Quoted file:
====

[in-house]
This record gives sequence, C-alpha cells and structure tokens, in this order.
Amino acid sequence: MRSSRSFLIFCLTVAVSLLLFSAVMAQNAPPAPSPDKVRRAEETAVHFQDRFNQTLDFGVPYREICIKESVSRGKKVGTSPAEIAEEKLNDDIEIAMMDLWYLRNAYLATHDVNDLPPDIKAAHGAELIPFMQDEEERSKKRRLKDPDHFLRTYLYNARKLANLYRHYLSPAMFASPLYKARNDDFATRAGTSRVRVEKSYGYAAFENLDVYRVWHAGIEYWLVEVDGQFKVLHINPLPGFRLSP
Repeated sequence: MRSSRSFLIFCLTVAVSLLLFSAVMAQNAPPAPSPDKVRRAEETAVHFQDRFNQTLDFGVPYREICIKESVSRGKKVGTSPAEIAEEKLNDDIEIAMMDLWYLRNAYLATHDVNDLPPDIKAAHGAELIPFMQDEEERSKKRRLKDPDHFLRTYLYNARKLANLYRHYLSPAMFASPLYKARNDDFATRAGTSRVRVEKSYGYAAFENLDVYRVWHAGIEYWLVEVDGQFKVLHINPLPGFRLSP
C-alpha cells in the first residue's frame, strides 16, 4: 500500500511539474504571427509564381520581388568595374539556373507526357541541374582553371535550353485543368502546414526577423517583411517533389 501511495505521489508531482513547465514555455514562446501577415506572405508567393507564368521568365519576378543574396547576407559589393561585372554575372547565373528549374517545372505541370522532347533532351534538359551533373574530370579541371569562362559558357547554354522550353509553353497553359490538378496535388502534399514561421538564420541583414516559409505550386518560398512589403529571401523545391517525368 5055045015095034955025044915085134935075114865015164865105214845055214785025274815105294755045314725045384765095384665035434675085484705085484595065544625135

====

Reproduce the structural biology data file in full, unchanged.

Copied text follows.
[in-house]
This record gives sequence, C-alpha cells and structure tokens, in this order.
Amino acid sequence: MRSSRSFLIFCLTVAVSLLLFSAVMAQNAPPAPSPDKVRRAEETAVHFQDRFNQTLDFGVPYREICIKESVSRGKKVGTSPAEIAEEKLNDDIEIAMMDLWYLRNAYLATHDVNDLPPDIKAAHGAELIPFMQDEEERSKKRRLKDPDHFLRTYLYNARKLANLYRHYLSPAMFASPLYKARNDDFATRAGTSRVRVEKSYGYAAFENLDVYRVWHAGIEYWLVEVDGQFKVLHINPLPGFRLSP
Repeated sequence: MRSSRSFLIFCLTVAVSLLLFSAVMAQNAPPAPSPDKVRRAEETAVHFQDRFNQTLDFGVPYREICIKESVSRGKKVGTSPAEIAEEKLNDDIEIAMMDLWYLRNAYLATHDVNDLPPDIKAAHGAELIPFMQDEEERSKKRRLKDPDHFLRTYLYNARKLANLYRHYLSPAMFASPLYKARNDDFATRAGTSRVRVEKSYGYAAFENLDVYRVWHAGIEYWLVEVDGQFKVLHINPLPGFRLSP
C-alpha cells in the first residue's frame, strides 16, 4: 500500500511539474504571427509564381520581388568595374539556373507526357541541374582553371535550353485543368502546414526577423517583411517533389 501511495505521489508531482513547465514555455514562446501577415506572405508567393507564368521568365519576378543574396547576407559589393561585372554575372547565373528549374517545372505541370522532347533532351534538359551533373574530370579541371569562362559558357547554354522550353509553353497553359490538378496535388502534399514561421538564420541583414516559409505550386518560398512589403529571401523545391517525368 5055045015095034955025044915085134935075114865015164865105214845055214785025274815105294755045314725045384765095384665035434675085484705085484595065544625135